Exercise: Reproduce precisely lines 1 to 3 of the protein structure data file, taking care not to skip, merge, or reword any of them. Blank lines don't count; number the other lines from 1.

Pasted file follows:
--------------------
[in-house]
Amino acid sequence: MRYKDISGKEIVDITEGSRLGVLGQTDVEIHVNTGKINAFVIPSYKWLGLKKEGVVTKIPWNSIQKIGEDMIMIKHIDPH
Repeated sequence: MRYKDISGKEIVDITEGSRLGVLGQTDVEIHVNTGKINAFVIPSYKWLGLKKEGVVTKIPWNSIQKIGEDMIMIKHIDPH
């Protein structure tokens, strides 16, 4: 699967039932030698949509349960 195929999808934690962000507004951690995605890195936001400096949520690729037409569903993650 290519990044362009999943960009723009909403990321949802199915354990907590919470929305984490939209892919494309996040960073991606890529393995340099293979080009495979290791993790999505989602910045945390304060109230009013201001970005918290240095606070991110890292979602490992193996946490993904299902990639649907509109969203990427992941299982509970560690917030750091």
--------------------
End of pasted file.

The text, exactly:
[in-house]
Amino acid sequence: MRYKDISGKEIVDITEGSRLGVLGQTDVEIHVNTGKINAFVIPSYKWLGLKKEGVVTKIPWNSIQKIGEDMIMIKHIDPH
Repeated sequence: MRYKDISGKEIVDITEGSRLGVLGQTDVEIHVNTGKINAFVIPSYKWLGLKKEGVVTKIPWNSIQKIGEDMIMIKHIDPH